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Photographer Nev Schulman (left) and a photoshopped version of a woman he meets via Facebook, in an image from the documentary "Catfish."
Sundance film ‘Catfish’ is now an MTV reality show
Television » In the series, people in online relationships meet — with sometimes surprising results.
First Published Nov 08 2012 05:10 pm • Last Updated Mar 06 2013 11:32 pm

The Sundance Film Festival changed Yaniv "Nev" Schulman’s life.

Before his film "Catfish" premiered at the 2010 festival, "I was producing bar mitzvah documentaries in New York City," he said. "And I had a good time doing it. I never in a million years would have dreamt that I would be hosting a reality show on MTV."

At a glance

‘Catfish: The TV Show’

The series about Internet relationships premieres Monday, Nov. 12, at 11 p.m., with repeats throughout the week.

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"Catfish" documented Schulman’s long-distance relationship with Megan, a relationship conducted via the Internet. His brother, Ariel, and friend Henry Joost documented his growing attraction for Megan, his suspicions about her, their trip to Michigan to meet her and the eventual discovery that Megan didn’t really exist. Instead, she was the online invention of an older woman.

"Catfish: The TV Show" is a weekly, hourlong show in which producers solicited people who were engaged in online relationships to document what happened when the pair met face-to-face for the first time.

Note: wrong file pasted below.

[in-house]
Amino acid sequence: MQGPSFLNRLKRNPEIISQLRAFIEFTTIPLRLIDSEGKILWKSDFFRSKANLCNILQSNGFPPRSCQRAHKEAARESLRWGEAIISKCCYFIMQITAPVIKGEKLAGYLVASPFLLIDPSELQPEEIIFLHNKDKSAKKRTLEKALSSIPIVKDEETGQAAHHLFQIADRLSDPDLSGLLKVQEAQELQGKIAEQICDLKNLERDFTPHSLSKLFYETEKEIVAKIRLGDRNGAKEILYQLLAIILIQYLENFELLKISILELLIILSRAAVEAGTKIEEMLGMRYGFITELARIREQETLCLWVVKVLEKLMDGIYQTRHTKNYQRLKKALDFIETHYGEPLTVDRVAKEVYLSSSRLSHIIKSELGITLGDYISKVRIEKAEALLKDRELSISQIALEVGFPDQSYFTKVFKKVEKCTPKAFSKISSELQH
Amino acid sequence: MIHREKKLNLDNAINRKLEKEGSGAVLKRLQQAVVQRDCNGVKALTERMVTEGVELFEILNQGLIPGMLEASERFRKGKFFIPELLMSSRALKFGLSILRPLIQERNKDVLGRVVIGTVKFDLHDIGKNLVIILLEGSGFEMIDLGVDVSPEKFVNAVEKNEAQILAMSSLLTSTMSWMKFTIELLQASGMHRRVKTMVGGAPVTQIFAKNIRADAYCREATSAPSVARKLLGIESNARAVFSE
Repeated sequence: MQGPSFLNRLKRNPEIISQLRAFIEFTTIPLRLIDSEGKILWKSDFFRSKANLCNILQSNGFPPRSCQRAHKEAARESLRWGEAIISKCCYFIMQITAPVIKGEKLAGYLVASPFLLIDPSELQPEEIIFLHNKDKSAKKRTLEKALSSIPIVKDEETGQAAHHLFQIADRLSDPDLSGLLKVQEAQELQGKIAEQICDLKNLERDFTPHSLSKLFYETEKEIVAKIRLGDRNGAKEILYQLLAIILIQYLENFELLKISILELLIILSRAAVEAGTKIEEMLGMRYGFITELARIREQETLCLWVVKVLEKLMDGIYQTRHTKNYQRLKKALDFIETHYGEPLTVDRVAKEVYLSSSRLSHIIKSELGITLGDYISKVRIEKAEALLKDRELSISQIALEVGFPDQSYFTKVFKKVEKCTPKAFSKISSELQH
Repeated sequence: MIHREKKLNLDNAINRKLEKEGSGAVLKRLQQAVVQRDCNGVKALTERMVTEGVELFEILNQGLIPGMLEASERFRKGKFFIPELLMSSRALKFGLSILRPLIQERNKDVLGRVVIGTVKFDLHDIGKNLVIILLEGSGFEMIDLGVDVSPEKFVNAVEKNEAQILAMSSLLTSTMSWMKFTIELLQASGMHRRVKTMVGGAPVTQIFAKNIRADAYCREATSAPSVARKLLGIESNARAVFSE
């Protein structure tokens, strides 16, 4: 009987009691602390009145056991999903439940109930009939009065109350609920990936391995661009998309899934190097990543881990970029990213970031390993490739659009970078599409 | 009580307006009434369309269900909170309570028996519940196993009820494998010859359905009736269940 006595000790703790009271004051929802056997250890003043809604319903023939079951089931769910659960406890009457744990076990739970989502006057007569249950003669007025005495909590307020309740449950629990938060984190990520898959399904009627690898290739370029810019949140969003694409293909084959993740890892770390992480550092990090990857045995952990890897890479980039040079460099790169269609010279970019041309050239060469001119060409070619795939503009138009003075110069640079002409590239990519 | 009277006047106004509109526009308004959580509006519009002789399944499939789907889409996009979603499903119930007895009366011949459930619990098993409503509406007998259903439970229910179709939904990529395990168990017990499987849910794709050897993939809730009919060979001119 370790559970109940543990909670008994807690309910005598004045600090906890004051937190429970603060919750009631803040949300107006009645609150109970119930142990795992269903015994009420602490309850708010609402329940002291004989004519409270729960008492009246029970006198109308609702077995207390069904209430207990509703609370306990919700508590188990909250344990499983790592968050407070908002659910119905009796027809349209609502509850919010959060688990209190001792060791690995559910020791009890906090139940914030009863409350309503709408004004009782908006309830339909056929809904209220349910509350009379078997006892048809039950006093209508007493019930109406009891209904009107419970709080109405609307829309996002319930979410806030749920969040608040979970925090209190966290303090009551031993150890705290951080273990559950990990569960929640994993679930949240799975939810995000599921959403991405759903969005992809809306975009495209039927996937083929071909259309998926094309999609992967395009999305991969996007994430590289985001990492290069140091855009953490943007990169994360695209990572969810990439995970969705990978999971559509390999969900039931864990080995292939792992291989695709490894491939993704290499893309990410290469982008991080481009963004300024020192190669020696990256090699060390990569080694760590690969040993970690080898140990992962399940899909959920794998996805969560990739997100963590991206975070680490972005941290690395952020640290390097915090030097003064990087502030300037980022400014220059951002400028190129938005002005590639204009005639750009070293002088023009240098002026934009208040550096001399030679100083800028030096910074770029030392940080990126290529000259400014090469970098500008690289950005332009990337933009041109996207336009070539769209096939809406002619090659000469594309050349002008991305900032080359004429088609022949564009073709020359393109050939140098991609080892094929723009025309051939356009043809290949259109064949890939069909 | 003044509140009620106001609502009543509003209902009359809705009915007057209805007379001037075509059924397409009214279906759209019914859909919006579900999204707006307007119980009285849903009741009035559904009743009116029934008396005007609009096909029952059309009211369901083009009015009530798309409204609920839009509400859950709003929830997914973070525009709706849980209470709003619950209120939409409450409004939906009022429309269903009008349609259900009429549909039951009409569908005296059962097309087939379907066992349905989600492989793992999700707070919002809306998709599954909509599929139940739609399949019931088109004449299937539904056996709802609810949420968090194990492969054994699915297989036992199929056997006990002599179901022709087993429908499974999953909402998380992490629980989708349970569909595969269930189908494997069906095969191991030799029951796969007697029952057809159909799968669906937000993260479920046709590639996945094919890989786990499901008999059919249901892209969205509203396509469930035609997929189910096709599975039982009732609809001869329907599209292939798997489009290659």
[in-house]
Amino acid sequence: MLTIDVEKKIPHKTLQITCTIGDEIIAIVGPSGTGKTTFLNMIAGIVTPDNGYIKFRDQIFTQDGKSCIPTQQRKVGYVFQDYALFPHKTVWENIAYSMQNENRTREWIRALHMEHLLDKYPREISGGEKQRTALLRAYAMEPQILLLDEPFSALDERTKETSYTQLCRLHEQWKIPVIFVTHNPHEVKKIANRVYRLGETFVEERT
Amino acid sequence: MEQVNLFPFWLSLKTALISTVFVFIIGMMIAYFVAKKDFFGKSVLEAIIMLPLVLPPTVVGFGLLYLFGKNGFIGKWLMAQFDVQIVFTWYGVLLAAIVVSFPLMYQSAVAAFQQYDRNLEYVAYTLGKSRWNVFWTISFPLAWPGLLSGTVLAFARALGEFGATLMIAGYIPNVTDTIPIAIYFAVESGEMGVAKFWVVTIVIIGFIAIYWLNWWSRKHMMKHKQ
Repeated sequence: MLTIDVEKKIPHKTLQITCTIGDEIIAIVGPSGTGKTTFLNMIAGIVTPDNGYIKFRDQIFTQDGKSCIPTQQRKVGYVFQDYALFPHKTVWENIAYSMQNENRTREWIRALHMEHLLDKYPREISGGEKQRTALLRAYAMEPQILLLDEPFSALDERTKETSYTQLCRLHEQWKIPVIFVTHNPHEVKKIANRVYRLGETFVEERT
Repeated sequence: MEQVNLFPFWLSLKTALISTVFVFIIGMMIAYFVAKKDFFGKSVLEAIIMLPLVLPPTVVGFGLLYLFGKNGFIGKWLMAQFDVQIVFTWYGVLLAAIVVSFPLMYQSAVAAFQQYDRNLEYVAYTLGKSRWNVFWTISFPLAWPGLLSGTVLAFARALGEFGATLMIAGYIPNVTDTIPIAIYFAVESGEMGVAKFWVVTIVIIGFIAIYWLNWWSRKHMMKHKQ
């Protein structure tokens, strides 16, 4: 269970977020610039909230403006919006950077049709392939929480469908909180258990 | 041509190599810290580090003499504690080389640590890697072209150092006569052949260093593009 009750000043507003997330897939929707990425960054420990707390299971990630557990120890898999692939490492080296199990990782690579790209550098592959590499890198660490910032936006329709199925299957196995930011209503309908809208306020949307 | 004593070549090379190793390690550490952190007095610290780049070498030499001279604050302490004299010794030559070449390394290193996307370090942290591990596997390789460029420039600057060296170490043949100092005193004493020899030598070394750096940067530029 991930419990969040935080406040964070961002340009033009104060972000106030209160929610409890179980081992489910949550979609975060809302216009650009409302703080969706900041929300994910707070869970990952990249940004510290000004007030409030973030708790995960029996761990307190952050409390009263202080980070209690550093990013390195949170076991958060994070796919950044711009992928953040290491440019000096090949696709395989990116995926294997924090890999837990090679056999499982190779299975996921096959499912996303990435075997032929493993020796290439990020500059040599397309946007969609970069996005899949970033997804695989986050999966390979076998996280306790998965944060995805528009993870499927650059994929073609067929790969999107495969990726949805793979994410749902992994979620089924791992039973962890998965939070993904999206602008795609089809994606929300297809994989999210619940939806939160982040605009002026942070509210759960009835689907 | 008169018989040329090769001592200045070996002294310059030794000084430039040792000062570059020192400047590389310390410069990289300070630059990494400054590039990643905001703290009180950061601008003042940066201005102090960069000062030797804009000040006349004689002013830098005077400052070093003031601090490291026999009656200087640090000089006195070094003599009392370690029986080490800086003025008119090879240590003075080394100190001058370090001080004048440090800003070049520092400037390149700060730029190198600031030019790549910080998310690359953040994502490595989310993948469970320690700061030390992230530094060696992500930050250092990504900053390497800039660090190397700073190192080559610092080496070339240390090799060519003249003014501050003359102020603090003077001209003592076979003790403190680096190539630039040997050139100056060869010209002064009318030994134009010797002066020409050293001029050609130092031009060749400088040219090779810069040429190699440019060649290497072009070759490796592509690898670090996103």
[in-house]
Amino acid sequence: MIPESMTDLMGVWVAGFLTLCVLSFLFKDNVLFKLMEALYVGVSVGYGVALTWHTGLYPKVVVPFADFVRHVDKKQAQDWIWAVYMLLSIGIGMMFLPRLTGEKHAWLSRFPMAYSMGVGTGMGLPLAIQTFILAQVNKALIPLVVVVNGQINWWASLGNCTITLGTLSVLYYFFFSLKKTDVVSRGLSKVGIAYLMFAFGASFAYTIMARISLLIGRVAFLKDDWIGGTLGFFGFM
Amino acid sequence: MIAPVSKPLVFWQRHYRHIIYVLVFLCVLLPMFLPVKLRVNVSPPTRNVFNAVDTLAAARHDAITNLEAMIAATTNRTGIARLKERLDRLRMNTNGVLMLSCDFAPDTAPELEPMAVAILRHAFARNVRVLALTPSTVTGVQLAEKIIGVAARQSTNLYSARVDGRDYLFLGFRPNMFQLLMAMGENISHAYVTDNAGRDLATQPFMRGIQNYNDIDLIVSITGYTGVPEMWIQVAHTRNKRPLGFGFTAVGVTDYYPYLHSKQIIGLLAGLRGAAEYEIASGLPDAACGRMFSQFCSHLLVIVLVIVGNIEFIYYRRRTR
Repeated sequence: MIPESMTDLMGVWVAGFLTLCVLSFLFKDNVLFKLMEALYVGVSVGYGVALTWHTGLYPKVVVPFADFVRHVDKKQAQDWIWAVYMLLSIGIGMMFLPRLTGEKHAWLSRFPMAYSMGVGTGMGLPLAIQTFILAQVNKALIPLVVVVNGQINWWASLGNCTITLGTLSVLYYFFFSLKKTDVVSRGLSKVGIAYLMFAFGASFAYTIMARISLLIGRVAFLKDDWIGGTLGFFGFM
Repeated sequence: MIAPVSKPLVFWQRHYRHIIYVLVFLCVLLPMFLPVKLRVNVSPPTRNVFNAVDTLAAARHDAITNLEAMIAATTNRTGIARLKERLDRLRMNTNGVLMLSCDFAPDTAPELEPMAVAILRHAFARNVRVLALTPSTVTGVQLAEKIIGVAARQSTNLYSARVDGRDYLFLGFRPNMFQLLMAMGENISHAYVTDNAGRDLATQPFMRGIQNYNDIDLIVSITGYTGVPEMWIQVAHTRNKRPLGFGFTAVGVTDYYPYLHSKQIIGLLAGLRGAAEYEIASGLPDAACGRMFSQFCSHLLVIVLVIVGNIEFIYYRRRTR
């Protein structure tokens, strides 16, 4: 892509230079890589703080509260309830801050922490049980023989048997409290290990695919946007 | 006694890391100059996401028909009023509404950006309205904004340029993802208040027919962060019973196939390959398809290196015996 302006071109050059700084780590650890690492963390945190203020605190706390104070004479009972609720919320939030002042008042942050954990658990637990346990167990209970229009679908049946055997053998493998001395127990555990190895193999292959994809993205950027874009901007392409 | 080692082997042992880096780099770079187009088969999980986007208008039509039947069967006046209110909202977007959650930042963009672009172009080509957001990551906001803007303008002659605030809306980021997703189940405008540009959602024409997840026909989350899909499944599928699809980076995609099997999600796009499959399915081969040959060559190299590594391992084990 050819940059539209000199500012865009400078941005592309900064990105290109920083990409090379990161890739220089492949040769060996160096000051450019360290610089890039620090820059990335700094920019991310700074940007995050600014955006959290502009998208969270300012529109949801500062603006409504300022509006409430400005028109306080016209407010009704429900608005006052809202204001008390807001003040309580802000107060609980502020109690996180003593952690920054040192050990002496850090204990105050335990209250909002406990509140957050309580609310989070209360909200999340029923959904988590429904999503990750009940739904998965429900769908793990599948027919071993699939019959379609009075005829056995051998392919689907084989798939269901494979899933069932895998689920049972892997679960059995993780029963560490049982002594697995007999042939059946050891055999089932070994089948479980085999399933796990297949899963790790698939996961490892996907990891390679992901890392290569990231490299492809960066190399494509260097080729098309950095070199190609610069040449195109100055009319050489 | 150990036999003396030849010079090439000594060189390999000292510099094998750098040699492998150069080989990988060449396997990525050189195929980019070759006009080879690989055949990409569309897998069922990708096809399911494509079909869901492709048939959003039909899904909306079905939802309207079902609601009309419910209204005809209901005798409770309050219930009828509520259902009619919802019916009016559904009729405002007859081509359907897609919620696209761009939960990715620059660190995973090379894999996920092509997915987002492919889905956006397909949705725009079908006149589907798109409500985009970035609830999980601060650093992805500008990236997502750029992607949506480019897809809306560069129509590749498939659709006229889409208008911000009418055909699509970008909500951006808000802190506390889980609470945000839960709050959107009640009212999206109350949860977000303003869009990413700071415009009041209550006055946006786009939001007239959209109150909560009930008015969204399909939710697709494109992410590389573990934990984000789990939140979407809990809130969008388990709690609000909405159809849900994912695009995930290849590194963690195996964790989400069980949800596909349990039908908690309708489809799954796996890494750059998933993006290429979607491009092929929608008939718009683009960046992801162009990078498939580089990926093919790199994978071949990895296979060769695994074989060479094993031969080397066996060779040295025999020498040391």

In the two episodes screened for critics, the person reluctant to meet the other turned out to be something other than what he or she was portraying in Internet profiles.

"These are not all stories of deception," said executive producer Tom Forman. "Some of them go there because so many people on the Internet, especially when you are 19, 20 years old, are using somebody else’s photograph or exaggerating in ways that probably seem really mild when you first posted that profile. And two years later, having found someone who really cares about you, you are still haunted by those initial untruths."

Others documented by the series "are exactly who they say they are," Forman said. And some of those who were deceived "are willing to get past an initial deception and really do make a connection at the end in person and in real life. That’s been really heartwarming."

"Catfish" episodes don’t end when the two people meet. Even if they are "totally lying to each other and it turns out to be a huge disaster, that’s only the first part of the story," Schulman said. "We then want to know why they are doing it, who they are, what they are feeling, what led them to this place and why that resonates with thousands of other young people who have the same feelings."

At Sundance, some audience members questioned the authenticity of the documentary. Similarly, some viewers might raise the same kinds of questions about the TV show.

It’s a charge Schulman, his partners and MTV resolutely reject. "I suck at acting," Schulman said. "And if you want proof that "Catfish" was real, just put me in an audition room and watch me fall apart."

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Since he saw the audience reactions to the documentary at Sundance, Schulman has realized how "lucky, unusual and crazy" his story was. "Not just because it happened to me, but because my brother and best friend are filmmakers and this woman had this story to tell and she was willing to tell it. In a way, it was like lightning in a bottle. We never expected it to be controversial because it happened to us, and we never thought that people would not believe us."


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